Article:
Do you ever sail on the bay for recreation?

No, it’s kind of against my religion (though I have 4 years experience sailing at varsity level), because of my profession; the little boats on the bay often get in the way. Some people think that because their sail boats are smaller, they have the right of way, but they don’t. It’s written in law that ships have the right of way. It’s very difficult to stop. Now with the tug escort on the tankers at least you have some braking power, but you aren’t going to stop on a dime. Those Maersk ships that come in here — 42 feet deep and they’re 986 feet long — they carry a lot of weight and you are not going to stop quickly. But we have a good performance rate and are very proud of it. We’re the guardians and protectors of the bay. Like I said earlier, we have a lot of responsibility, not only to the ship, the crew, the cargo, but to the water outside the window and the environment. We try to operate as safely and efficiently as possible, and keep everything moving, and in rare instances do we ever close down. Last night being an example. It’s got to be really bad. I’ve been here 11 years, and in the time I’ve been here, it’s the third time we’ve closed the bar station.

I’ve been out on the first job after they opened the bar (following a storm) a couple years ago. It was pretty exciting — still very rough, a lot of wind all night long, none of the container ships could make their sailings. The container cranes couldn’t operate in the high winds, so ships are stacking up outside. We decided, Let’s try it. Oh gee, it’s only blowing 60 now. It took us two and a half hours to get out there. We’d be on the crest of a wave, then down in a trough, then on the crest, then down in the trough again. It was like that the whole way. The wind was blowing out of the south, and every time we’d get up we’d see a buoy and be on the other side, needing to fight our way back. When we got out there I got on the first ship as pilot and I was steering 100 degrees to make the channel. The course is 70 degrees, but the wind was out of the south, pushing hard. “Full ahead sea speed, give me everything you’ve got, Cap.” Because on my first approach to the channel, by the time I got on the ship and got up to the bridge, the channel wasn’t in front of me — we were blown to the north. So I made a big round turn and then made a second approach. We made it, but it was pretty scary. Never underestimate the power of the ocean.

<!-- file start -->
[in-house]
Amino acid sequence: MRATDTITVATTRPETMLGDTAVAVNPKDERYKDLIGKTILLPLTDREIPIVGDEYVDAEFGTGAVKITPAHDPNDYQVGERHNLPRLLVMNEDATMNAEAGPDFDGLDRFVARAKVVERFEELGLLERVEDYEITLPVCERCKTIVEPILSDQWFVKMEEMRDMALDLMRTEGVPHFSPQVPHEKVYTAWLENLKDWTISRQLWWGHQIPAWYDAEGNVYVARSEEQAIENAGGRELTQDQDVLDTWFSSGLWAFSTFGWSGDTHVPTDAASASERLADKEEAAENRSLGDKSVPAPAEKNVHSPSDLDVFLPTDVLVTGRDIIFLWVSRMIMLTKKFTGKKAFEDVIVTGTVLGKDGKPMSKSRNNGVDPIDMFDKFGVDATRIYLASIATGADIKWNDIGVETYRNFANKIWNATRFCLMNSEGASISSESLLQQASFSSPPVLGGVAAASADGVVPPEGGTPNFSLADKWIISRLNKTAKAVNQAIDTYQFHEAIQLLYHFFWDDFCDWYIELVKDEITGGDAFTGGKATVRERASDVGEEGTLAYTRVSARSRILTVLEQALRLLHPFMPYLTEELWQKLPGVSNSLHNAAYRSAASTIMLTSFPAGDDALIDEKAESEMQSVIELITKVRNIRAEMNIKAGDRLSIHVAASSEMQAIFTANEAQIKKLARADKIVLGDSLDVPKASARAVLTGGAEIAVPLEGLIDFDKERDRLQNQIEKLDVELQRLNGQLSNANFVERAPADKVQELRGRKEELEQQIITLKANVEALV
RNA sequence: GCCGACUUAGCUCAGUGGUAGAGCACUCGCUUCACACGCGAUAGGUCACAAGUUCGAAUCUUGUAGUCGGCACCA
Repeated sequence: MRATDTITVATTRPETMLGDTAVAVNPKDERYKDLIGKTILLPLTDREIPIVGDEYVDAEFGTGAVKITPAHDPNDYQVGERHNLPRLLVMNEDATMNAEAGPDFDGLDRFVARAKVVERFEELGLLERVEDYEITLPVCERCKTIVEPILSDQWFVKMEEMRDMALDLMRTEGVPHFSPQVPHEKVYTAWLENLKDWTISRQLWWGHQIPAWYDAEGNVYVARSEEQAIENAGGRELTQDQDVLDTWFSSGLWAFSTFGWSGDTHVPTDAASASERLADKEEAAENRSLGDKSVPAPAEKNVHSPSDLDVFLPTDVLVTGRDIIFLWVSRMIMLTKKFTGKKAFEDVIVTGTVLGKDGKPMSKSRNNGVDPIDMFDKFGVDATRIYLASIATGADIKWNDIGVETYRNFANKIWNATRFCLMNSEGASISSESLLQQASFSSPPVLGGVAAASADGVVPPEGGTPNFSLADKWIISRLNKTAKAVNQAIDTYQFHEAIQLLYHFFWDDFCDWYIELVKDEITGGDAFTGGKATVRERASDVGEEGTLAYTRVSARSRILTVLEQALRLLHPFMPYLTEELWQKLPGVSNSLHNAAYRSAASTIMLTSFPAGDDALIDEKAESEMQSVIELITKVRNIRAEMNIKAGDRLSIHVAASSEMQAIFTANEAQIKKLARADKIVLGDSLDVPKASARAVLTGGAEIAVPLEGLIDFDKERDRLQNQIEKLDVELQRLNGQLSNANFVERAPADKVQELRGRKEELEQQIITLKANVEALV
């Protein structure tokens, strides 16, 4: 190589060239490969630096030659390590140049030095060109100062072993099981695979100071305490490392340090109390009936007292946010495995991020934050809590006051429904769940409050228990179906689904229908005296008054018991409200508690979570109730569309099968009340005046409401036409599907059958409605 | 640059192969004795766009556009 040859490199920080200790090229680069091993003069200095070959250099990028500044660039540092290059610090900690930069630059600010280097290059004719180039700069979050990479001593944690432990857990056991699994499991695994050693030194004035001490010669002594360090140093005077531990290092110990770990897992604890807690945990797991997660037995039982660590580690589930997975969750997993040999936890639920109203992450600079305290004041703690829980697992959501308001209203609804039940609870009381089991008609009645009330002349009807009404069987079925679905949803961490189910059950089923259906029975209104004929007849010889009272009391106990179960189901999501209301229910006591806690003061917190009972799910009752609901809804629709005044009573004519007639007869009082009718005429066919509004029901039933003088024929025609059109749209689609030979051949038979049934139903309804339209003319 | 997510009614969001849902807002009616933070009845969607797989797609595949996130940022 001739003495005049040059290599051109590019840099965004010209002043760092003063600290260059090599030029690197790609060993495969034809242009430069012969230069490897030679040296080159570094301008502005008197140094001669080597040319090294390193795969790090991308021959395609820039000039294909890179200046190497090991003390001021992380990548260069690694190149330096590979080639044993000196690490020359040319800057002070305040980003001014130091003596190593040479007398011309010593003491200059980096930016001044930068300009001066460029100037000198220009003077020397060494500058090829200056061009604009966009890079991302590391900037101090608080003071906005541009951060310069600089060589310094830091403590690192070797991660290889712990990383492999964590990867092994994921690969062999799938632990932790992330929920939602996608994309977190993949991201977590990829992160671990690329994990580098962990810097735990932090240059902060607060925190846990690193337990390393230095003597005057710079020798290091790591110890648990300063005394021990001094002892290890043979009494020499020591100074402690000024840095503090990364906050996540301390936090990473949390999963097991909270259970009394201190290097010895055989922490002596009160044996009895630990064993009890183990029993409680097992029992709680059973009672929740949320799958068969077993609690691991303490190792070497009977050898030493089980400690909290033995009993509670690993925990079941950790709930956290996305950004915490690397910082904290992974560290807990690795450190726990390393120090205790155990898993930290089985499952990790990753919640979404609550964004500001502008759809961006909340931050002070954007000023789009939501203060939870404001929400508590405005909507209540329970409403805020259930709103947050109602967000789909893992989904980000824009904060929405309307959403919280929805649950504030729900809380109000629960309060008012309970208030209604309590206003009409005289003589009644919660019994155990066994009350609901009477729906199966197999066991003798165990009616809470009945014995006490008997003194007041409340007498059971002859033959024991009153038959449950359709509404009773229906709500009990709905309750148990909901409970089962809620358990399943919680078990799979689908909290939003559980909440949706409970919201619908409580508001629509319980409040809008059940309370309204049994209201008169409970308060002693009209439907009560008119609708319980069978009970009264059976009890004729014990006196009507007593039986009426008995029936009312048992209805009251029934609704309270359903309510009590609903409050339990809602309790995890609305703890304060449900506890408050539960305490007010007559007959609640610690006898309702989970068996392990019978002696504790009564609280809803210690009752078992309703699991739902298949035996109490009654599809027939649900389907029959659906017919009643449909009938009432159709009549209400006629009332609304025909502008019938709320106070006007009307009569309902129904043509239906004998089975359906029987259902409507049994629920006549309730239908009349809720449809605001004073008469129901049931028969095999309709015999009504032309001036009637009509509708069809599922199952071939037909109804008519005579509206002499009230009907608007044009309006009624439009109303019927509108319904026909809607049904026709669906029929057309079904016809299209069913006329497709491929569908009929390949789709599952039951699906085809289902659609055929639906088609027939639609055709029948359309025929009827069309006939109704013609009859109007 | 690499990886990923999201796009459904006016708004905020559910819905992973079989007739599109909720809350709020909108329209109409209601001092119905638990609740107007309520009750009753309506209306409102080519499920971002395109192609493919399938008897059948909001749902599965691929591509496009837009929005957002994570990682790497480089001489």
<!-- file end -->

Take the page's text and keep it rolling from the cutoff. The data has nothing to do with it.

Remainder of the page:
The job can be very exciting but I like it when it’s dull.